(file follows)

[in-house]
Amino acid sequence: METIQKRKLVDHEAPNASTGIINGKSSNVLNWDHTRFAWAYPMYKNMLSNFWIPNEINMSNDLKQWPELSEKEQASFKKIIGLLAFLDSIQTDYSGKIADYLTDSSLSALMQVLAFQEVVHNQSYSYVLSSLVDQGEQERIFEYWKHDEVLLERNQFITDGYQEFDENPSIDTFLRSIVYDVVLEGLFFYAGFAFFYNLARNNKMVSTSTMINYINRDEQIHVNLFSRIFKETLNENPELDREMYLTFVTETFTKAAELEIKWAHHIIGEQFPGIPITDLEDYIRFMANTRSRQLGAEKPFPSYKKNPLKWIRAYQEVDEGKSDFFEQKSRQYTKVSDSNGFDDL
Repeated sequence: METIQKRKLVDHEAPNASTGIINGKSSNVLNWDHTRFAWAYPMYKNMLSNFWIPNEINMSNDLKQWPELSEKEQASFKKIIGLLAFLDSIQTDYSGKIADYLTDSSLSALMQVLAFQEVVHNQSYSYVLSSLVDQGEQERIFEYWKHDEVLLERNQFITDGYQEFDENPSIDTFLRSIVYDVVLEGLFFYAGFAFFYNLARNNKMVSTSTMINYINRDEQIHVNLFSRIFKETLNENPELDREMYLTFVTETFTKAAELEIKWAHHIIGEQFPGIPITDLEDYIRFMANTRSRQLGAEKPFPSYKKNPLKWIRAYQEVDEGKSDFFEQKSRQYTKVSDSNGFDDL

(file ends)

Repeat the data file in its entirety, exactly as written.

[in-house]
Amino acid sequence: METIQKRKLVDHEAPNASTGIINGKSSNVLNWDHTRFAWAYPMYKNMLSNFWIPNEINMSNDLKQWPELSEKEQASFKKIIGLLAFLDSIQTDYSGKIADYLTDSSLSALMQVLAFQEVVHNQSYSYVLSSLVDQGEQERIFEYWKHDEVLLERNQFITDGYQEFDENPSIDTFLRSIVYDVVLEGLFFYAGFAFFYNLARNNKMVSTSTMINYINRDEQIHVNLFSRIFKETLNENPELDREMYLTFVTETFTKAAELEIKWAHHIIGEQFPGIPITDLEDYIRFMANTRSRQLGAEKPFPSYKKNPLKWIRAYQEVDEGKSDFFEQKSRQYTKVSDSNGFDDL
Repeated sequence: METIQKRKLVDHEAPNASTGIINGKSSNVLNWDHTRFAWAYPMYKNMLSNFWIPNEINMSNDLKQWPELSEKEQASFKKIIGLLAFLDSIQTDYSGKIADYLTDSSLSALMQVLAFQEVVHNQSYSYVLSSLVDQGEQERIFEYWKHDEVLLERNQFITDGYQEFDENPSIDTFLRSIVYDVVLEGLFFYAGFAFFYNLARNNKMVSTSTMINYINRDEQIHVNLFSRIFKETLNENPELDREMYLTFVTETFTKAAELEIKWAHHIIGEQFPGIPITDLEDYIRFMANTRSRQLGAEKPFPSYKKNPLKWIRAYQEVDEGKSDFFEQKSRQYTKVSDSNGFDDL